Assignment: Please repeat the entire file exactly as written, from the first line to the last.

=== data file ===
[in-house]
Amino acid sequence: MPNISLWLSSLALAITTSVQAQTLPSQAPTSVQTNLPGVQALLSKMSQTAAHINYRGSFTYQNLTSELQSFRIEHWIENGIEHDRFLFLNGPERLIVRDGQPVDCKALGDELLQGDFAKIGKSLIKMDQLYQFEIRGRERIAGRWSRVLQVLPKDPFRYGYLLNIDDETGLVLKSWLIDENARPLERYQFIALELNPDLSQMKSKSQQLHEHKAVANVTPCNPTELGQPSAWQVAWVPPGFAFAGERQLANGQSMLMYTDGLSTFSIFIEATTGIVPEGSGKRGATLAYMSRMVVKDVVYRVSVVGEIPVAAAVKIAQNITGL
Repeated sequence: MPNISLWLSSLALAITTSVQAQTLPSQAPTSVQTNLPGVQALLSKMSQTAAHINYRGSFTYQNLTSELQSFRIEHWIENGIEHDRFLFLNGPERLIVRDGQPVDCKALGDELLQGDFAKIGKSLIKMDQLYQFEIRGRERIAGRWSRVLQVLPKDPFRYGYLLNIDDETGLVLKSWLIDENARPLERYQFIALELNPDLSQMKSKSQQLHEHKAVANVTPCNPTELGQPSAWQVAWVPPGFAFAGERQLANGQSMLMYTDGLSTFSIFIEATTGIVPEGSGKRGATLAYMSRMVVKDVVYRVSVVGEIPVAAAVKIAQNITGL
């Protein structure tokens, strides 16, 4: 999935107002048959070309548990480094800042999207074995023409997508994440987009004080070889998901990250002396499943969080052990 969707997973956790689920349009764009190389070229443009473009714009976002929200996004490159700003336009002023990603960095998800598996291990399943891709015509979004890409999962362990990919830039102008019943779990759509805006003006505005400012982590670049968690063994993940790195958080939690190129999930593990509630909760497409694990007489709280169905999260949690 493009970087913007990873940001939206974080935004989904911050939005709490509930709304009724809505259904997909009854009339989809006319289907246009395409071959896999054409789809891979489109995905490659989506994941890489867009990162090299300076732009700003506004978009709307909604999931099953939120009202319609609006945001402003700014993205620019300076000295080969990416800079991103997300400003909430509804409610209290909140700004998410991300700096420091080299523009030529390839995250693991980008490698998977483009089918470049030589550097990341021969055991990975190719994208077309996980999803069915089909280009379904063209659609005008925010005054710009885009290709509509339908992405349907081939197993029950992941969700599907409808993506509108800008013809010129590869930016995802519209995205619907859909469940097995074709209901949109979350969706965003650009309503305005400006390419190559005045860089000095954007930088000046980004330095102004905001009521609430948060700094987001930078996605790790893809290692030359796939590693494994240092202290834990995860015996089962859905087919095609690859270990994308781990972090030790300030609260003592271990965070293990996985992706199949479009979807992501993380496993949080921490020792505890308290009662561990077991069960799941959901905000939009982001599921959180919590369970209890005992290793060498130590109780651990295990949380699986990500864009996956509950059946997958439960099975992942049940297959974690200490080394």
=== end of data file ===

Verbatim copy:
[in-house]
Amino acid sequence: MPNISLWLSSLALAITTSVQAQTLPSQAPTSVQTNLPGVQALLSKMSQTAAHINYRGSFTYQNLTSELQSFRIEHWIENGIEHDRFLFLNGPERLIVRDGQPVDCKALGDELLQGDFAKIGKSLIKMDQLYQFEIRGRERIAGRWSRVLQVLPKDPFRYGYLLNIDDETGLVLKSWLIDENARPLERYQFIALELNPDLSQMKSKSQQLHEHKAVANVTPCNPTELGQPSAWQVAWVPPGFAFAGERQLANGQSMLMYTDGLSTFSIFIEATTGIVPEGSGKRGATLAYMSRMVVKDVVYRVSVVGEIPVAAAVKIAQNITGL
Repeated sequence: MPNISLWLSSLALAITTSVQAQTLPSQAPTSVQTNLPGVQALLSKMSQTAAHINYRGSFTYQNLTSELQSFRIEHWIENGIEHDRFLFLNGPERLIVRDGQPVDCKALGDELLQGDFAKIGKSLIKMDQLYQFEIRGRERIAGRWSRVLQVLPKDPFRYGYLLNIDDETGLVLKSWLIDENARPLERYQFIALELNPDLSQMKSKSQQLHEHKAVANVTPCNPTELGQPSAWQVAWVPPGFAFAGERQLANGQSMLMYTDGLSTFSIFIEATTGIVPEGSGKRGATLAYMSRMVVKDVVYRVSVVGEIPVAAAVKIAQNITGL
């Protein structure tokens, strides 16, 4: 999935107002048959070309548990480094800042999207074995023409997508994440987009004080070889998901990250002396499943969080052990 969707997973956790689920349009764009190389070229443009473009714009976002929200996004490159700003336009002023990603960095998800598996291990399943891709015509979004890409999962362990990919830039102008019943779990759509805006003006505005400012982590670049968690063994993940790195958080939690190129999930593990509630909760497409694990007489709280169905999260949690 493009970087913007990873940001939206974080935004989904911050939005709490509930709304009724809505259904997909009854009339989809006319289907246009395409071959896999054409789809891979489109995905490659989506994941890489867009990162090299300076732009700003506004978009709307909604999931099953939120009202319609609006945001402003700014993205620019300076000295080969990416800079991103997300400003909430509804409610209290909140700004998410991300700096420091080299523009030529390839995250693991980008490698998977483009089918470049030589550097990341021969055991990975190719994208077309996980999803069915089909280009379904063209659609005008925010005054710009885009290709509509339908992405349907081939197993029950992941969700599907409808993506509108800008013809010129590869930016995802519209995205619907859909469940097995074709209901949109979350969706965003650009309503305005400006390419190559005045860089000095954007930088000046980004330095102004905001009521609430948060700094987001930078996605790790893809290692030359796939590693494994240092202290834990995860015996089962859905087919095609690859270990994308781990972090030790300030609260003592271990965070293990996985992706199949479009979807992501993380496993949080921490020792505890308290009662561990077991069960799941959901905000939009982001599921959180919590369970209890005992290793060498130590109780651990295990949380699986990500864009996956509950059946997958439960099975992942049940297959974690200490080394």